My mission in Hobart was to fit in as much football as possible. My mission was fulfilled. From chatting away my Saturday morning in the stands at Darcy Street, watching a thrilling contest at Warrior Park on both Saturday and Sunday and the icing on the cake – a freezing reminder of winter footy at Wentworth park to round things up.
I’m going to begin this with the fun and positive from this weekend. There’s been a strange lack of serious contenders for best one on one battles, this match provided two.
The pace of Maddi Chambers up against the equally fast Megan Gaffney on the flank. While centrally it was a mental battle field, with Lucy Reimer showing no mercy to the usually free reigning Bonnie Davies.
Chambers can often find a way out of sticky situations with pace. Any head start is usually a deadset killer for her opponents. It was different this weekend. Gaffney went toe to toe with the Warrior. The right back showed maturity beyond her years by picking the right moment to stick a foot in but importantly always showing Chambers the line. Whenever the ball touched that flank it was delightful. Both pedal to the metal. The duel moved well into the second half until Chambers was subbed out, still carrying the left-overs of an injury.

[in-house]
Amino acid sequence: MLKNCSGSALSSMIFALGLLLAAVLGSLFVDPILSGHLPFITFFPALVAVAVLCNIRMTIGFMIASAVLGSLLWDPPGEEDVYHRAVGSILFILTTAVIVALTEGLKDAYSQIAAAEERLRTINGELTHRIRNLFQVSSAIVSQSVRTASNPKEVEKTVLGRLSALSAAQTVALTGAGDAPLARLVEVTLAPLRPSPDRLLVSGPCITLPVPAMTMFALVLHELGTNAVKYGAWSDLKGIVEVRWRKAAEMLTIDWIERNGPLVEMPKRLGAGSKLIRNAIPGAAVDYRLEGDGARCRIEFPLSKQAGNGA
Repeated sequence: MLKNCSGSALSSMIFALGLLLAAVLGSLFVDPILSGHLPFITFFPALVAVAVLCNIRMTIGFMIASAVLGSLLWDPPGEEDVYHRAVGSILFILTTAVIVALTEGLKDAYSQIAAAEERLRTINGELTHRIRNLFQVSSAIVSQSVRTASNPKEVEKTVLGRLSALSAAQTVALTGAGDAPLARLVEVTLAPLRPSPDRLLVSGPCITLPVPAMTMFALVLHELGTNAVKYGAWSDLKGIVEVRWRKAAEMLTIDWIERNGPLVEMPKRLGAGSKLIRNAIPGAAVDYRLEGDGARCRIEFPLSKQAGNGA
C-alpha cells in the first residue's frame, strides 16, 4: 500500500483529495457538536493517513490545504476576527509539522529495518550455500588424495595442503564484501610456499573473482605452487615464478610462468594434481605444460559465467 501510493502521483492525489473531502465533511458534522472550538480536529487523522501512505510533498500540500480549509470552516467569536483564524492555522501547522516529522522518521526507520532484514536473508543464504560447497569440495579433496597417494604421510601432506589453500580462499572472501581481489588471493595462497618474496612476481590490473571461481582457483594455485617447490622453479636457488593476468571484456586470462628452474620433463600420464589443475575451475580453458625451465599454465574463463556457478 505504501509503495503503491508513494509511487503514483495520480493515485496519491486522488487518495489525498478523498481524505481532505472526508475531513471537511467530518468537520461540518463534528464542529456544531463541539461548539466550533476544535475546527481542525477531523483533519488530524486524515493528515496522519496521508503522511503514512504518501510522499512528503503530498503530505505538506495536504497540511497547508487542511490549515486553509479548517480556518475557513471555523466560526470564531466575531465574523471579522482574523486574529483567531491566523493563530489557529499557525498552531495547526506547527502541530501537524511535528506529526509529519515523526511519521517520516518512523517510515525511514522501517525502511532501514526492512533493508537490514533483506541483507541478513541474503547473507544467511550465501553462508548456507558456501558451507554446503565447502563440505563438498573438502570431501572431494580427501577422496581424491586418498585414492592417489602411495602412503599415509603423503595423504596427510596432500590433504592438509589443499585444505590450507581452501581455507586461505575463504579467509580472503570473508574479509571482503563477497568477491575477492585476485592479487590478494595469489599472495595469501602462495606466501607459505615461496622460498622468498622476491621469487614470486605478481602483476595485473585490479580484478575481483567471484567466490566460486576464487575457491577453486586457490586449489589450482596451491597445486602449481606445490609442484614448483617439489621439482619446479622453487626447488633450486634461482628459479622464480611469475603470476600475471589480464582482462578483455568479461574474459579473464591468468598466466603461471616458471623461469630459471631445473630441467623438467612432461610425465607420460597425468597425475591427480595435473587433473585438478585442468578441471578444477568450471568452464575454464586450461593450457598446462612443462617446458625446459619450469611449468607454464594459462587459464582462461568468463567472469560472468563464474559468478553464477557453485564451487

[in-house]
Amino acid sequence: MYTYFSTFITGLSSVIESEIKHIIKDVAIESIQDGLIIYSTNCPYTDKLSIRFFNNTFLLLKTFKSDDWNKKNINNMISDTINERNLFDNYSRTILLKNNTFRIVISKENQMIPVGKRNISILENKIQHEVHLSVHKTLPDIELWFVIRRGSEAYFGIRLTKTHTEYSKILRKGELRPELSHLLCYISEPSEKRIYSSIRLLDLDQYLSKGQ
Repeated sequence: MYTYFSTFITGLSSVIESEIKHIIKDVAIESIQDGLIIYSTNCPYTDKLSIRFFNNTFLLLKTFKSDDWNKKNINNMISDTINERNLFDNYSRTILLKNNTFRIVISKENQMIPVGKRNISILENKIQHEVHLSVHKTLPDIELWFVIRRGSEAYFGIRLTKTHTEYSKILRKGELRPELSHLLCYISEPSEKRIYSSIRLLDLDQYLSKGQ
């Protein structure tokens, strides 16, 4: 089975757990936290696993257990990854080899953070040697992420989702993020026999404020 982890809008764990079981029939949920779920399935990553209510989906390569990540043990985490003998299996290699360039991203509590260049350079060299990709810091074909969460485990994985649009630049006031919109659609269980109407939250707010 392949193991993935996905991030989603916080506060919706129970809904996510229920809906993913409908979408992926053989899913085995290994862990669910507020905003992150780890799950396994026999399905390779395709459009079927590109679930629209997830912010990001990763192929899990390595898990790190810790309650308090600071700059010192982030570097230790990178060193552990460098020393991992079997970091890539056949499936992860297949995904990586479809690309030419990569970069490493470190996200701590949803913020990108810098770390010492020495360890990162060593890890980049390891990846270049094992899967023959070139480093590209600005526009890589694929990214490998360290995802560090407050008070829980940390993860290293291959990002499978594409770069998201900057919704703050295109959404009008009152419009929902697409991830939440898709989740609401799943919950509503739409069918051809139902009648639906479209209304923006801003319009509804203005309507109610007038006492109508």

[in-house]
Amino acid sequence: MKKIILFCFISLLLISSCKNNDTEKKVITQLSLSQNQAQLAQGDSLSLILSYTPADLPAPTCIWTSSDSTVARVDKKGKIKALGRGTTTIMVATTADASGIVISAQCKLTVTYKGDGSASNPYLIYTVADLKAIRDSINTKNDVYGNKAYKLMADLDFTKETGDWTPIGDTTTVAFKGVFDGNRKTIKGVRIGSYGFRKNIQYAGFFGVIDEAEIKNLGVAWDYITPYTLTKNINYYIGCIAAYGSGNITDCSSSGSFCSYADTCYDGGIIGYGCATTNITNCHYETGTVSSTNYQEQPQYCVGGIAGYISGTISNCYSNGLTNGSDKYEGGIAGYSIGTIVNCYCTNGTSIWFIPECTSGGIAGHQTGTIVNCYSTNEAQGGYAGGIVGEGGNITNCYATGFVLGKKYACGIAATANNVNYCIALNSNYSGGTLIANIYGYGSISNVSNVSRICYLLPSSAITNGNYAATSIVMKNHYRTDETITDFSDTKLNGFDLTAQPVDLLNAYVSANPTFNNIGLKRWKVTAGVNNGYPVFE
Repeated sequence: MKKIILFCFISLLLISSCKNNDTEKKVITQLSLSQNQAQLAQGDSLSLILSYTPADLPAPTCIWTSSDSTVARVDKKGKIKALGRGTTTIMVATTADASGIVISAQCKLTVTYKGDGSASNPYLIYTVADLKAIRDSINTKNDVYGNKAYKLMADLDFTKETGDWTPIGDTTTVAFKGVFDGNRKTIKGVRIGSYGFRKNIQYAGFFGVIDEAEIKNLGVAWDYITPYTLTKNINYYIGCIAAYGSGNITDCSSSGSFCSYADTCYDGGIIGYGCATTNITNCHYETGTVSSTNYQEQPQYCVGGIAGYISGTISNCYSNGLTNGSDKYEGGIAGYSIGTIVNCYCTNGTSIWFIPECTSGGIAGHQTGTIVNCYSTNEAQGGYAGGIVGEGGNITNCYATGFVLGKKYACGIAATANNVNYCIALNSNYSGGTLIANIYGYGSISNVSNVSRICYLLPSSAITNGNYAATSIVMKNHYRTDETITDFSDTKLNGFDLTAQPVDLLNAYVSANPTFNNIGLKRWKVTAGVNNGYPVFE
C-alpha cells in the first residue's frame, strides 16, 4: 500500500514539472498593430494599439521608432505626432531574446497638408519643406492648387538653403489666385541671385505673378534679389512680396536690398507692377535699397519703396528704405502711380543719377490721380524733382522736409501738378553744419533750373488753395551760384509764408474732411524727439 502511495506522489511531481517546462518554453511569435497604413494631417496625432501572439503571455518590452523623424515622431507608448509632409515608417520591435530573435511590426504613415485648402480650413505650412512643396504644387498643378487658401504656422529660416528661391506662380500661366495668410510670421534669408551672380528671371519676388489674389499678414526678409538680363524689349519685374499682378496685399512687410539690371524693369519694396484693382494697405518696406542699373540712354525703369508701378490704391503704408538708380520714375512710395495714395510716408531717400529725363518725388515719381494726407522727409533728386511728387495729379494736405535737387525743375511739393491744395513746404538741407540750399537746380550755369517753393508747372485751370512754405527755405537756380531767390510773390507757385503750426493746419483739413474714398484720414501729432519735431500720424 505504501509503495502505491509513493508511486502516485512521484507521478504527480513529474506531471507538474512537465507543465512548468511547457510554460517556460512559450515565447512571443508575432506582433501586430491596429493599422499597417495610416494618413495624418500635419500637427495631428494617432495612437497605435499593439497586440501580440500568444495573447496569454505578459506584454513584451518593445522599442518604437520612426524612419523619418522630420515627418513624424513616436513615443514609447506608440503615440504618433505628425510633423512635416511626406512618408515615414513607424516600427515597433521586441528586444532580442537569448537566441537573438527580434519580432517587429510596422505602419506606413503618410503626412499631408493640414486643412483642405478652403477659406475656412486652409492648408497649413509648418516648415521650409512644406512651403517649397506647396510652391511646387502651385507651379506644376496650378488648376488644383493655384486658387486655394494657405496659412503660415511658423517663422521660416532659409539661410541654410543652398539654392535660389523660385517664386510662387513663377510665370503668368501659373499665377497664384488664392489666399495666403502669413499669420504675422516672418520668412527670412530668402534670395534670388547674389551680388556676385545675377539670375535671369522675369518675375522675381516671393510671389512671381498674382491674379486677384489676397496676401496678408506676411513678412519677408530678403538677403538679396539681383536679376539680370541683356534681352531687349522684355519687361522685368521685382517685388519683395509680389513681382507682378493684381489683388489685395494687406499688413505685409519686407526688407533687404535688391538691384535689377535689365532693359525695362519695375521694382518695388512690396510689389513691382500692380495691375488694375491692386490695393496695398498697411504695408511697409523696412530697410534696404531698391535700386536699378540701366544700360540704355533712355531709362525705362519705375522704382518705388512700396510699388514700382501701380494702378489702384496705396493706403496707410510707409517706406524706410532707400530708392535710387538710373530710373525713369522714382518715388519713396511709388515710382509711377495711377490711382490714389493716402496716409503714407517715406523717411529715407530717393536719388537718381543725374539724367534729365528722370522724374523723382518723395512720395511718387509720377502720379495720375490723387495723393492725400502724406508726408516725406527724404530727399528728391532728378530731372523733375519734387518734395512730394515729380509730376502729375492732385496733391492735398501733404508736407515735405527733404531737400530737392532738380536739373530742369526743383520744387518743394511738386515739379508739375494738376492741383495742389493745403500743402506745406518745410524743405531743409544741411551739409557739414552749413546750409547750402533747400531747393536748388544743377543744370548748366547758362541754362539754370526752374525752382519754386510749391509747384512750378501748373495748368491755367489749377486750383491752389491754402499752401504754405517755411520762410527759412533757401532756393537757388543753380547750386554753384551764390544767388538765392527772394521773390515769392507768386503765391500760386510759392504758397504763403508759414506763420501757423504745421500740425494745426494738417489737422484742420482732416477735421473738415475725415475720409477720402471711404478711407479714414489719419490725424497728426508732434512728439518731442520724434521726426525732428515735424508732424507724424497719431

For Ulverstone, moving Lucy Reimer into centre back is a stroke of genius. I said it last weekend, but Saturday sealed this. Cool, calm and collected when dealing with Bonnie Davies, who was hungry to hit the scoreboard. It’s rare to see someone truly trouble Davies, but the move to number nine might open up the possibility of more encounters like this with experienced centre backs. Provided no space on the ball, Reimer had her number and kept ringing it through the first half.
The second half saw things click for Davies, who switched out to try her luck on a different centre back in Emily Nellis and substitute Georgia Burley. But the true moments of brilliance was Reimer’s ability to still read the play and throw a spanner in the works for Davies for lengths of the match. Olympia’s forward still found the back of the net. But it was fun to see her work for it.
Marking my return to Hobart for the first footy weekend of the regular season, the theme wound up seeping onto the pitch. Quite honestly, it was a throw back to 2018 that I didn’t realise I even wanted.